The next question, then, is how does this translate to daily intake of protein. Can we, for example, have 20 grams of protein every hour—or do we need to wait some in-between? We don’t have a perfect answer to this question, but we do know that the muscles need at least some downtime in-between doses because they enter a “refractory period” during which they become insensitive to further protein. From what we can tell, this period is around three hours, though it’s possible that it can be shortened or lengthened by other factors we haven’t fully investigated (like the effects of exercise or insulin). We’ll cast that bit of murkiness aside, though; for our purposes, three hours is accurate enough.
If we must wait three hours in-between, that means we realistically can only get six “doses” of protein per day, at least assuming you sleep a normal amount at night. Sure, you could make like Hafþór Björnsson (aka ‘The Mountain’ for GoT fans) and wake up in the middle of the night just to get an extra dose—but assuming you don’t, we’re looking at a hypothetical 120 grams of protein per day to get the maximum benefit.
The final recommendation
Is 120 grams per day divided into six meals the final recommendation? Not quite; there’s a bit more to discuss.
First, it’s important to understand that the studies we’ve used to measure muscle protein synthesis do so acutely, meaning in the short-term. However, we have sufficient reason to believe that long-term, these spikes will lead to diminishing returns. This doesn’t mean we need less protein to get a spike, but rather that we need fewer spikes to get the same results as we continue training—e.g., less daily doses of protein.
We see this most clearly when we examine the difference in protein requirements between novice and well-trained athletes. As training continues, protein requirements don’t increase—they drop! This occurs because muscle growth slows down as you become better trained (nobody puts on muscle like a beginner) and also because your muscles become more efficient at using protein.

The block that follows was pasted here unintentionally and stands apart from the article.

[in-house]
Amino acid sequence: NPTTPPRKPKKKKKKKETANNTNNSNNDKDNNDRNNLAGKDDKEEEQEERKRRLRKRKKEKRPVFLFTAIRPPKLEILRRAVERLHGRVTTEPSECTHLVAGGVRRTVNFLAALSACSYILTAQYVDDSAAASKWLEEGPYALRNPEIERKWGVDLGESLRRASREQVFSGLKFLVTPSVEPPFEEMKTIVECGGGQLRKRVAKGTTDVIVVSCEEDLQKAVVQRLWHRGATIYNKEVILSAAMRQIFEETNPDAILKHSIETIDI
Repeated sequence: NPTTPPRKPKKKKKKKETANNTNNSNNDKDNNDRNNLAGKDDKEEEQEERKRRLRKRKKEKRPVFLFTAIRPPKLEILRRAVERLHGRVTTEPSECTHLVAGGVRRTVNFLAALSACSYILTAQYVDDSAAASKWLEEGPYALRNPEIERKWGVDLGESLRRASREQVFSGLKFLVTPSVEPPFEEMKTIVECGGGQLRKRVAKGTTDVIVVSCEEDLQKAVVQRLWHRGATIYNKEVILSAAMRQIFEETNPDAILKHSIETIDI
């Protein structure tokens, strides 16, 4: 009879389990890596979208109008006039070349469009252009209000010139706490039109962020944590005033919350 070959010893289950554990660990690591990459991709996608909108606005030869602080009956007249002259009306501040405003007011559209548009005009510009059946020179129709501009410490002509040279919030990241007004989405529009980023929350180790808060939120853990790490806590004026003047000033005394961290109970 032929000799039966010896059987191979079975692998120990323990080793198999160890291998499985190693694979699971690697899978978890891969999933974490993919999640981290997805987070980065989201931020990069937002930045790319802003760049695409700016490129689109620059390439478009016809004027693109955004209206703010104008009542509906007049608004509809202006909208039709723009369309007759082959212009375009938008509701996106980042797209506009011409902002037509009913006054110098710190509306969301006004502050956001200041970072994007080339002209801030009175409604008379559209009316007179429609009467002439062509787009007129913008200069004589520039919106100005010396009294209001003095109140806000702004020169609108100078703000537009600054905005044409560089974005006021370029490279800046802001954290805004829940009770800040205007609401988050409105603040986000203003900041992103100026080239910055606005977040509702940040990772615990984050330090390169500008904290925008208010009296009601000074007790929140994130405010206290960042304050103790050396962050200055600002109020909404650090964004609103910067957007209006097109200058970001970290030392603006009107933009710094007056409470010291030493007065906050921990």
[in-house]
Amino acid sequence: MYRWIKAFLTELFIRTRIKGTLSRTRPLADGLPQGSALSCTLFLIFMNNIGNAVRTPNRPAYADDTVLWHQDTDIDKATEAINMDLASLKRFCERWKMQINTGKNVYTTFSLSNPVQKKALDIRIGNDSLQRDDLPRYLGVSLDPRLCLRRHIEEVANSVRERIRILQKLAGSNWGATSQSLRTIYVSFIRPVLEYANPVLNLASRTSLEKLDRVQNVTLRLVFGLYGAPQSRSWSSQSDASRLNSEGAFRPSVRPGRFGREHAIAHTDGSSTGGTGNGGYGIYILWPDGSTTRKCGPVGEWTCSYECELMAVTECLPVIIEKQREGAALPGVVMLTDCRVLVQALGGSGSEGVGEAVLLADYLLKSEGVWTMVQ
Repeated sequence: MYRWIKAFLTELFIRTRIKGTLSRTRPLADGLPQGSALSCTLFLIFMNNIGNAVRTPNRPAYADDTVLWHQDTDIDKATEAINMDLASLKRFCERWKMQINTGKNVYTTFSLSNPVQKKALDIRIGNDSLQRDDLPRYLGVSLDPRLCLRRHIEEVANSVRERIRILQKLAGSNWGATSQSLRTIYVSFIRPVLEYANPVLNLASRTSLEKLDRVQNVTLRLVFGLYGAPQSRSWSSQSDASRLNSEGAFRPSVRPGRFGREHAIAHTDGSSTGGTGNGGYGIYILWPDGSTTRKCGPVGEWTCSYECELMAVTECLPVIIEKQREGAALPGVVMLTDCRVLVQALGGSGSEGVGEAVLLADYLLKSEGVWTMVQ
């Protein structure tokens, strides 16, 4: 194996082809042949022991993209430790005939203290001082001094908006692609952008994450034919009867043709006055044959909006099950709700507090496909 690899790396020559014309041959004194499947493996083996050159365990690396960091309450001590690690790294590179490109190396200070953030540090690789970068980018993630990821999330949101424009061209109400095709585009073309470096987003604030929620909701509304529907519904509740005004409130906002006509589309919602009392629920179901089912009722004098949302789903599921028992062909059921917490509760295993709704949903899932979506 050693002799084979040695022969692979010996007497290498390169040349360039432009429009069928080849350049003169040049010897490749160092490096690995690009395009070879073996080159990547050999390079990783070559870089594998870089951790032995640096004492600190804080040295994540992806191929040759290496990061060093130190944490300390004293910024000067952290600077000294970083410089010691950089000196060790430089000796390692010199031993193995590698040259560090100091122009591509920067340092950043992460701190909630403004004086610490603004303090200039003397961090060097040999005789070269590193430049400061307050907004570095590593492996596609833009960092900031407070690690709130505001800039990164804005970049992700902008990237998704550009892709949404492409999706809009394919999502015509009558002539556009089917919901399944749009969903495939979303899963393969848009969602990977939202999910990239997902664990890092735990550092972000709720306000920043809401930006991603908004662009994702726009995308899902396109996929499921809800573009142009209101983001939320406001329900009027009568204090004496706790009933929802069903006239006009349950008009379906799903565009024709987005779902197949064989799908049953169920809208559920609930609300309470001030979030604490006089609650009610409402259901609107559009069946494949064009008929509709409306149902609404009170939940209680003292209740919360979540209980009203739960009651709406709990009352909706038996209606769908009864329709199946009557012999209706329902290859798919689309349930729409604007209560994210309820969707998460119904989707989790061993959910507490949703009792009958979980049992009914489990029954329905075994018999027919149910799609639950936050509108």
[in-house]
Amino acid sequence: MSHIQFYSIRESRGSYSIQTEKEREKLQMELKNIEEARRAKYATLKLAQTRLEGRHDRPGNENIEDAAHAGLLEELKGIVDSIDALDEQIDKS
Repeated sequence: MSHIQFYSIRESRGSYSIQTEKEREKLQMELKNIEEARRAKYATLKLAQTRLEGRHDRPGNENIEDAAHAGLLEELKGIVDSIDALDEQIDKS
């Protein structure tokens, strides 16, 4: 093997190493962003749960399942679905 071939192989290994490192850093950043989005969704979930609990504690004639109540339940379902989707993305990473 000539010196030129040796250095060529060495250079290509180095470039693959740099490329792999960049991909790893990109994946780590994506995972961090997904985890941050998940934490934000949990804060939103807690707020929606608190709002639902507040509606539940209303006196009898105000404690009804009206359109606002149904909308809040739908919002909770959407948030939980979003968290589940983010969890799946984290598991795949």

We also need to understand that protein in isolation behaves differently than protein as a part of a mixed diet. Increasing calories can drive down protein requirements because you have less muscle protein breakdown, while decreasing calories pushes it up. Training more frequently can increase the amount of protein you use, but training too much will unduly increase muscle protein breakdown. It’s a complex picture that can’t be easily understood from simple studies.
The big picture, though, is that six doses of protein per day is probably more than most people need, with the possible exceptions of novice athletes looking for rapid training gains or those losing weight and trying to maintain muscle. Most people will do great on four meals per day and can choose to add a fifth if it happens to fit in their schedule neatly. Three meals per day… well, it’s not the end of the world, but you probably won’t get full benefit either.
Thus, the final recommendation is four to five doses of protein per day, with a dose being at least 20 grams of high quality protein (but up to 30 because it allows room for error). That’s an average of 90-120 grams of protein per day—for every athlete.
Wrapping Up the Grams-Per-Kilogram Controversy
If you parse some numbers, you’ll find that for an average person 1.2 to 1.6 grams of protein per kilogram falls neatly within the 90-120 gram total I just listed. This isn’t because it’s a good model, it’s just a statistical accident.
If you’re a 100-pound woman, the grams-per-kilogram model doesn’t work for you; you’ll get far too little protein to support your goals, even if you get enough for daily maintenance. To get enough protein on a grams-per-kilogram basis, you’d need around 2.2 grams per kilogram. Conversely, a 240-pound guy would need only 0.9 grams per kilogram protein to fall within our updated goal. They might “feel” better getting their typical 170 grams, but it’s not doing anything for them, and we can suggest better.
Still, as nice as it’d be, we’re not going to see the end of the grams-per-kilogram model anytime soon—we’re just too attached to the idea that we need wildly different amounts of protein depending on our size and athletic goals. You can do better though. Aim for four meals each containing 20-30 grams of protein each and every day. Space them out. If you want to and don’t find it inconvenient, eat a fifth meal, or have a protein shake before bed. And train hard! You’ll do incredible.